Weber is one of the top names in the grilling industry, but there’s no denying that their grills can experience heating malfunctions from time to time. Fortunately, Weber makes it easy to handle all of the potential problems on their grills – including the issue of the grill not getting hot enough.
If your Weber grill isn’t getting hot enough, here are the probable causes:
- Bypass mode
- Bad regulator reading
- Blocked or broken burners
- Fuel leaks and hose problems
- Damaged igniters
- Low propane levels
- Misused grill vents
- Temperature sensor malfunctions
In this post, we’ll break down the eight most common reasons your Weber grill isn’t getting hot enough. We’ll also add detailed solutions and replacements for each of them.
Bypass Mode Stops It From Heating
Weber grills are known for going into bypass mode whenever there’s a gas-related issue. The bypass mode is designed to prevent gas leaks, excessively large flames, and similar safety risks. However, it triggers quite often due to improper igniting and a handful of other causes. The good news is that it’s easy to reset.
Note: The bypass mode shouldn’t be overlooked if it triggers too often. If it continues, you should look for a gas leak somewhere in the line. There could be a leak in the hose, connections, regulator, or propane tank. Locate and repair the leak before igniting the grill to prevent fires and sparks from worsening.
How to Fix
Weber explains the bypass mode reduces the gas flow down to 10%. Follow the instructions below to turn off this setting.
- Open the grill to let the bypass mode know you’re going to use it.
- Slowly open the propane tank’s valve (don’t go too quickly, or the bypass will trigger).
- After about 10 seconds, turn each ignition switch to high.
- Close the lid and wait for a few minutes for the heat to build up, then open it to see if it’s hot enough.
The bypass mode is a safety feature. If it keeps happening, look for a leaky hose or loose connection.
The Regulator Isn’t Working
According to Virtual Weber Gas Grill, the regulator can malfunction if you turn on the igniter too quickly. Much like the bypass mode on a Weber grill, the regulator prevents gas overflows and leaks from leading to fires. However, they can drop the gas levels going to the grill. This process stops the flames from getting big enough to heat the food.
The regulator is attached to the propane tank. It’s a circular meter on top of it, and it’s hooked to the hose that goes to the grill. Propane grills can’t get hot enough if they have a tripped regulator valve, especially since Weber’s also has the aforementioned bypass mode. If both of them are activated (the bypass mode and regulator), you won’t get nearly enough heat.
How to Fix
The propane tank regulator typically has to be replaced. If it’s not connected all the way, it’ll signal a leak and reduce the gas flowing to the grill. Once you’ve tightened the regulator and hoses, check the reading again. If it’s still a low reading, it’s time to get a new one.
Here’s how you can do it:
- Get a propane regulator, such as the GasOne Regulator and Hose. This combo has a four-foot hose that includes a gas pressure meter, regulator, hose, and all of the connections you need. It also has a heavy-duty banded interior to prevent it from bending, breaking, or leaking.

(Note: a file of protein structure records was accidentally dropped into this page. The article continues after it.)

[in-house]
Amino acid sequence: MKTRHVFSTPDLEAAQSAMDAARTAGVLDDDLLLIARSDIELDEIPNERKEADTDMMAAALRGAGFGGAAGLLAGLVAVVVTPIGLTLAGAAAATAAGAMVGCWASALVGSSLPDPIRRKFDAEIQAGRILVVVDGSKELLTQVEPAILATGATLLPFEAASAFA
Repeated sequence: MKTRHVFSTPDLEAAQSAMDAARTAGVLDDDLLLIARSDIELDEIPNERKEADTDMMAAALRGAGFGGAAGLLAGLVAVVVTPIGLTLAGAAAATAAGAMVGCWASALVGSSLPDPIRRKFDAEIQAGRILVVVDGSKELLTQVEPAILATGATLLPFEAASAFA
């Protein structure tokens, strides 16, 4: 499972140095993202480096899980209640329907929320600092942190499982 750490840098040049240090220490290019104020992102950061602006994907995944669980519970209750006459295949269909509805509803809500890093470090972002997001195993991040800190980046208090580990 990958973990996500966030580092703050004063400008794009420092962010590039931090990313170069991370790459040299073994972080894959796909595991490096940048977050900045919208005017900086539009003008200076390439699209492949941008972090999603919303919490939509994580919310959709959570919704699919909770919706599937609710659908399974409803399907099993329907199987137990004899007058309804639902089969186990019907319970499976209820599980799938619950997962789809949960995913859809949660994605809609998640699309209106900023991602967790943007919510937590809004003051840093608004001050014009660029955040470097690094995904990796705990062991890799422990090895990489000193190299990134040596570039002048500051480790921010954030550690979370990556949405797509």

- Turn off all of the burners on your Weber grill and the valve on your old propane tank regulator.
- Remove the hose from the grill and wait for the remaining gas to flow out of it.
- Twist off the old regulator and twist on the new one, keeping the valve closed until it’s tightened.
- Connect the hoses on both sides, then slowly open the propane tank’s valve to let the gas go to the grill.
- Turn on the burners as you usually would and start grilling.
Burner Blockages or Damages
One of the most common reasons Weber grills don’t get hot is that there’s too much debris on the burners, drip trays, and grill grates. The excess oil and food clog the burners, which stops them from sparking. The gas will flow through the grill, but without a spark, it won’t be able to ignite and create a flame.
The burners might let a little bit of gas through. If this happens, your grill will get a bit warm but never hot enough to cook the food. Too much debris on the grates and trays won’t let the heat rise. The heat might also go through the vents before it can read the food.
How to Fix
It’s best to clean your grill after each use. If you can’t follow this routine, try to clean it every couple of weeks. A short scrub down can make a significant difference. Your grill will heat better, turn on quicker, and the food won’t taste ashy.
Keep these tips in mind:
- Remove all of the components inside of the grill to clean them efficiently. This includes the drip tray, grill grates, burners, and anything else that can be removed.
- Scrub everything with a stiff brush, then wash it with warm water and a soft sponge. Make sure you don’t get water inside of the burners or on the wires.
- Let everything dry before putting it back into the Weber grill. The last thing you want is for the water to drip into the burners and prevent them from lighting.
Fuel Is Leaking or Clogged
Is the propane tank’s hose kinked or bent? SFGate shows a minor bend can make a world of difference by limiting the amount of propane that gets to the Weber grill. Unfortunately, unbending the hose usually isn’t enough to handle the problem. Once the bend forms, it weakens the material and leads to leaks.
A bent or kinked hose can trigger the bypass mode or regulator on your Weber grill. The limited gas flow makes the sensors think there’s a leak. For this reason, it’s important to replace the hoses as quickly as possible. You wouldn’t want to replace everything else only to realize the hoses were the culprit.
How to Fix
Look for bend marks or kinks in the hose beneath the grill. This hose leads to the propane tank, so a minor blockage will drastically slow the gas flow. Turn off all of the burners before you replace the hose, and don’t forget to close the regulator valve.